The City Milliner

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The City Milliner

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When I met a milliner named Gabrielle and a trunk maker named Louis

The City Milliner- When a hatter met a milliner and a trunk maker

I can't profess to be a dedicated follower of fashion.

I've never been on trend or en vogue. I don't read fashion magazines unless I am at the hairdresser and I've forgotten my kindle. Both are rare occasions.

I can't remember when I bought new clothes... and before then 'new' would likely to have been from a second hand shop (erm...vintage?). I've always dressed for myself, for my feet (no heels), for practical reasons, and as a result, don't really know, or dare I say it, care, about designers/labels or latest collections. 

So imagine my surprise, when in the space of a single week, I found myself worshipping at the altar of not one but two fashion behemoths. Chanel and the Madamemoiselle Privé exhibition and Louis Vuitton with the Series 3 exhibition.  

Part story-telling seduction- part sensorial-how does one say it?- Bitch-slap!

Chanel hit the nose and ears (birdsong no less) with Gardens (indoor and outside), and rooms of giant compacts, steaming and gurgling as they opened, swirling and wafting the ingredients for Chanel no 5. Fingertips were seduced with floor to ceiling, drape upon drape, of black and white materials which begged to be touched. Eyes blinked at twinkles from Coco's one and only diamond collection, then squinted looking at the lighting rod filled busts trying to see HOW the artisans had melded sheer fabrics,feathers, beads and glittering embroidery to make up Mr Lagerfeld's latest evening wear collection. 

 

Louis Vuitton- on the other hand- was brash. With digital multimedia and flash, LV logos changed shape, tunnels of lights connected rooms, models on walls walked circles around guests (making you feel a little bit dizzy if I'm honest). Lasers and 3D computer images created shoes and bags before your eyes. Trunks from the past were boxed in museum cases whilst the latest bags hung on white sculptures. A room full of catwalks and 25 life size screens gave everyone a front row seat. 

If Chanel had been magic come nostalgic romance, LV was magic does tomorrow's world.  

I loved that the crafts, on which the houses were built, were celebrated and shared; from workshops open to the public in Lemarié and Lesage at Chanel; to being able to sit at a LV Workbench and see the process through the makers eyes. And where Chanel's designs out-sparkled and enchanted any of the offerings on the LV catwalks (in my view) - it was LV's idea to have visitors crowd around a real-life LV craftswoman making signature "Petite malle" trunk bags(below) giving the curious visitor an opportunity to ask questions which really endeared.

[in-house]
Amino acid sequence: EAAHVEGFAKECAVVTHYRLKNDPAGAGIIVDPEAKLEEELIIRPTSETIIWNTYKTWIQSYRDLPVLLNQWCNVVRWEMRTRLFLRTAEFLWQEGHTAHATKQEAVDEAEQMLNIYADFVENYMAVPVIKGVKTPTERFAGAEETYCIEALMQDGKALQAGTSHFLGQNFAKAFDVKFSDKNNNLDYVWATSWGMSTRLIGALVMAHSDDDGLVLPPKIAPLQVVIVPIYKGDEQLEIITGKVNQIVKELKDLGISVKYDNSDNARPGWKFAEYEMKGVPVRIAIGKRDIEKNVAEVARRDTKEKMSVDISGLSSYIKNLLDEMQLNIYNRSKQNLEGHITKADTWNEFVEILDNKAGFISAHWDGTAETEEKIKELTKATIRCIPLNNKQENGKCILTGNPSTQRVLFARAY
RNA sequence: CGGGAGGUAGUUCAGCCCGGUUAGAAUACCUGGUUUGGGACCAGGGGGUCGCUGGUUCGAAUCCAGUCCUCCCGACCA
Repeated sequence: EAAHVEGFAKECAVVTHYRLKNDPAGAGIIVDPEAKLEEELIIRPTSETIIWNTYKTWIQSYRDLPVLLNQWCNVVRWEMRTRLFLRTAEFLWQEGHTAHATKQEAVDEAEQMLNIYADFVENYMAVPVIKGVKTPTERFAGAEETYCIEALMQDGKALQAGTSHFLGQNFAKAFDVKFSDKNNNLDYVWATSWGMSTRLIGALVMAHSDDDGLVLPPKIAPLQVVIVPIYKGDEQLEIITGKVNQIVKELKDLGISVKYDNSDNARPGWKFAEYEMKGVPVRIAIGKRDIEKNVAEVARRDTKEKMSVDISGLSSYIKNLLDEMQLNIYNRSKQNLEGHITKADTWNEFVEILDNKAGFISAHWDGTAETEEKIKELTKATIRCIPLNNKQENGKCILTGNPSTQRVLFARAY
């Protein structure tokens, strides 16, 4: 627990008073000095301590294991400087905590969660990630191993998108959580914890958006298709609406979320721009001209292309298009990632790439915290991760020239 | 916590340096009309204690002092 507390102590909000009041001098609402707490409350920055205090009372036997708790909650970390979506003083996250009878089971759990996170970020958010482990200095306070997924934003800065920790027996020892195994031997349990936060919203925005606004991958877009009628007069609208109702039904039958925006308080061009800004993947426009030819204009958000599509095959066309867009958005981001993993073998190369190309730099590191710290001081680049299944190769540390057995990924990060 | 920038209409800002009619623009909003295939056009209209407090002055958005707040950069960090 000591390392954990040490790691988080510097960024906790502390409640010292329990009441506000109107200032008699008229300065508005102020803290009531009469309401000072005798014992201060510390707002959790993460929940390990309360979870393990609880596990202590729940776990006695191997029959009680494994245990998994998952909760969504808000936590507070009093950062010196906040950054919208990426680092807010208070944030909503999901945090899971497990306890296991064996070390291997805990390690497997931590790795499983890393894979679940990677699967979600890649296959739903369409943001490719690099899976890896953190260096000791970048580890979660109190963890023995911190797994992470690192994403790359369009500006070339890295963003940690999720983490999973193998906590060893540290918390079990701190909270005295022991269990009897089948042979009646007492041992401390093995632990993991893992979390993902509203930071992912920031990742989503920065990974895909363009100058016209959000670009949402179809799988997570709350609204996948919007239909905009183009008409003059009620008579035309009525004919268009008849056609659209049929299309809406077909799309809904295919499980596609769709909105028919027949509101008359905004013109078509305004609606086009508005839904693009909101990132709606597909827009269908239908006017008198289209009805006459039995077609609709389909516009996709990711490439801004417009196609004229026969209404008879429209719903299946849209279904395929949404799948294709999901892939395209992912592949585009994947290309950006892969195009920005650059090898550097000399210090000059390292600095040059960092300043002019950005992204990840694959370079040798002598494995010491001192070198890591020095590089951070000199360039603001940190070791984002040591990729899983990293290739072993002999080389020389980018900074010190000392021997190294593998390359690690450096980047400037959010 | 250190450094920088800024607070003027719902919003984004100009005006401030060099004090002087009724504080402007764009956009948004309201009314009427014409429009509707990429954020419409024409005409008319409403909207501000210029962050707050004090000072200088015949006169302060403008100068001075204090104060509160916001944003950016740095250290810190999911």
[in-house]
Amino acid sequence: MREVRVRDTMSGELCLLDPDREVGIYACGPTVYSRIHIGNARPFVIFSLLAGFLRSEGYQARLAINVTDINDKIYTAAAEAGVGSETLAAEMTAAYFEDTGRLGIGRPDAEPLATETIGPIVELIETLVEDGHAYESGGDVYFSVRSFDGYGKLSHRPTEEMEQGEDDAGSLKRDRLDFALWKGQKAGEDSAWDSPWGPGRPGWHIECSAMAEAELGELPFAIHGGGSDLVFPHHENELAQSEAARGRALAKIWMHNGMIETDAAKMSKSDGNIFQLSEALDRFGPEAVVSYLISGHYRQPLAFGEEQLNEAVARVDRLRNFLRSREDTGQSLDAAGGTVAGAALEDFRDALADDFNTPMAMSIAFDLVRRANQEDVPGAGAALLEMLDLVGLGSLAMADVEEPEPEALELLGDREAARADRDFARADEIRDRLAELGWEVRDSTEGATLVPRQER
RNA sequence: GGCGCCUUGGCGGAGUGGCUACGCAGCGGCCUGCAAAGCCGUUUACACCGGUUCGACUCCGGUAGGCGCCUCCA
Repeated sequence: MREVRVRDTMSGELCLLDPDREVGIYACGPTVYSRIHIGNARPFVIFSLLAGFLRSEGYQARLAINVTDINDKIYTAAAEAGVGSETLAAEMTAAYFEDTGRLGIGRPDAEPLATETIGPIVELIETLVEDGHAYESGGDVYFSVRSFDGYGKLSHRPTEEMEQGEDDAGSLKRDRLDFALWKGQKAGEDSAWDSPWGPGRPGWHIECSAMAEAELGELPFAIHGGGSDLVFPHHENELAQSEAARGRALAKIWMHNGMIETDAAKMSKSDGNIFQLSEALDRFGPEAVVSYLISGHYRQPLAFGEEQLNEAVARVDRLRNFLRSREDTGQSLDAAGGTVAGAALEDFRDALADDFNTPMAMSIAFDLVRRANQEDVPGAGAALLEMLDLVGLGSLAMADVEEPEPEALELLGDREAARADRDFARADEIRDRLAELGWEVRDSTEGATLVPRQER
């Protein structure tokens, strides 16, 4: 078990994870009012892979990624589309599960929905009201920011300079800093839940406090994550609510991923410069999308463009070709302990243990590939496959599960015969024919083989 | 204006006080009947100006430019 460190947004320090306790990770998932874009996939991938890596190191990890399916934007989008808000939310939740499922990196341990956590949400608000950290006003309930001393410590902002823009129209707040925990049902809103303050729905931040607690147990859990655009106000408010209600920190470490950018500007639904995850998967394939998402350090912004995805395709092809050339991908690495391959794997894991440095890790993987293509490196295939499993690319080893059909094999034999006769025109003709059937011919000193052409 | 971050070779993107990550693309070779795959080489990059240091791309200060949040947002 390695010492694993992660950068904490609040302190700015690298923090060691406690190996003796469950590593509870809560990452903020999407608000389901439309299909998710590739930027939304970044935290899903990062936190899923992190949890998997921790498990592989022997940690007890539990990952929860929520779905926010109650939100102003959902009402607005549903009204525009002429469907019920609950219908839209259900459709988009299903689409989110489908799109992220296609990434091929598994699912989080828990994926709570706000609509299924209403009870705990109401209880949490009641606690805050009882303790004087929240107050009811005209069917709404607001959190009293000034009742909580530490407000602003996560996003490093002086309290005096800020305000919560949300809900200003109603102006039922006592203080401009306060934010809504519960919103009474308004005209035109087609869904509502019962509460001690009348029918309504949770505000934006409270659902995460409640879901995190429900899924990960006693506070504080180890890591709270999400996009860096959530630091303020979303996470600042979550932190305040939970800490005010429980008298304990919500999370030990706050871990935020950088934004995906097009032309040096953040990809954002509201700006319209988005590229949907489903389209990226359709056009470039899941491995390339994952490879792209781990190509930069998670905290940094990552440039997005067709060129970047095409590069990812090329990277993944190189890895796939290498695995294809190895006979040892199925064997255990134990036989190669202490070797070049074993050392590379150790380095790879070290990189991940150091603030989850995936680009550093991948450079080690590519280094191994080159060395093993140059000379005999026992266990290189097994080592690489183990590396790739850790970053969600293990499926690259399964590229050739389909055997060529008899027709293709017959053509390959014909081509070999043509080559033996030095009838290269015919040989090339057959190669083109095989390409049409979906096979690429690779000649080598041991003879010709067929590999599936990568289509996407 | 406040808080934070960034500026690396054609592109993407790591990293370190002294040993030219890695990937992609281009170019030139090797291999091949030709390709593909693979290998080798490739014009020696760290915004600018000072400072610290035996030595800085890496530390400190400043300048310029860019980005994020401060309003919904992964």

And what did I take away to reapply to my world?

As a founder of fledgling business and hatter

1. That even Multi Billion dollar brands were small once.  

Chanel was recently valued $6.8billion. Louis Vuitton a cool $28.1 billion. However we all start somewhere. This might seem obvious- but who would have thought a 1909 milliner could become the mother of the House of Chanel? Or in 1854 a trunk maker could become the darling of Paris and the founder of a mega fashion label?  Hmm... I wonder if the Saatchi Gallery is taking bookings for the year 2100. Who for? The City Milliner exhibition of course.

2. Attention to detail is at the heart of well made products, from trunks to dresses. Your brand and everyone who works for the brand need to embrace it

3.If you want to be a luxury brand think like a luxury brand. Customer experience is key and goes beyond the end product

4. Functional, Simple, Modern is enduring.

Chanel's designs were classic and comfortable and have lasted the test of time. Firm believer in comfort and she build a beautiful brand which put comfort and 'being able to move in it' at the heart of it. 

5.Slow and steady wins the race ( Quality over Speed)

 Though you always want to get a clients order out to them as soon as possible- detail takes care and time. I was surprised and reassured at how slow Louise Vuitton machinist stitches the leather pieces together.

6. Strive for perfection in how you put things together so people don't know how you've done it. I remember my milliner tutor telling me this in making hats and both LV and Chanel's collections exhibited this- every one of our hats should beg the question 'how did they do that?' 

7. Be curious in your craft and keep telling stories. It's not just about a dress, a trunk, a shoe... it's the experimentation, the testing, the multiple fittings and the story(ies) behind it.

Mademoiselle Privé Exhibition, London 2015

Mademoiselle Privé Exhibition, London 2015

8. Passion, Attention to detail, Drive and Constant Curiosity are attitudinal qualities which are vital to be a successful craftsman/business. It's not about the school you went to. This is a pet peeve of mine- I didn't study fashion or design. The LV craftswoman had been a chocolatier in her pre LV days.  Chanel didn't go to a fashion school either:

I was self taught, I learned badly and haphazardly…I had worked out on my own that which cannot be taught…it is with this that one succeeds. ~ Gabrielle Chanel

6. The road is long. Like Louis or Chanel, I might not be around to see The City Milliner exhibition. But I can live with that.

 

Tamara

TCM

The artists behind our hat blocks

“He who works with his hands is a labourer.
He who works with his hands and his head is a craftsman.
He who works with his hands and his head and his heart is an artist.”
― Francis of Assisi

These days I get excited by craftsmanship. Not just the beauty of the end product but the individuals, processes, the tools, and the stories behind each piece.

Becoming a bespoke hatter, and thus a maker myself has given me a greater appreciation for the skills involved, often handed down from one maker to another; the labour of love involved on a piece by piece basis, the frustration of trying to create the actuality of your mind's eye, the continual problem solving when someone or something (namely what you're trying make) poses a challenge which requires you to do something different without showing you how... and the time, the time, the oh- so- much- time- involved in creating something by hand.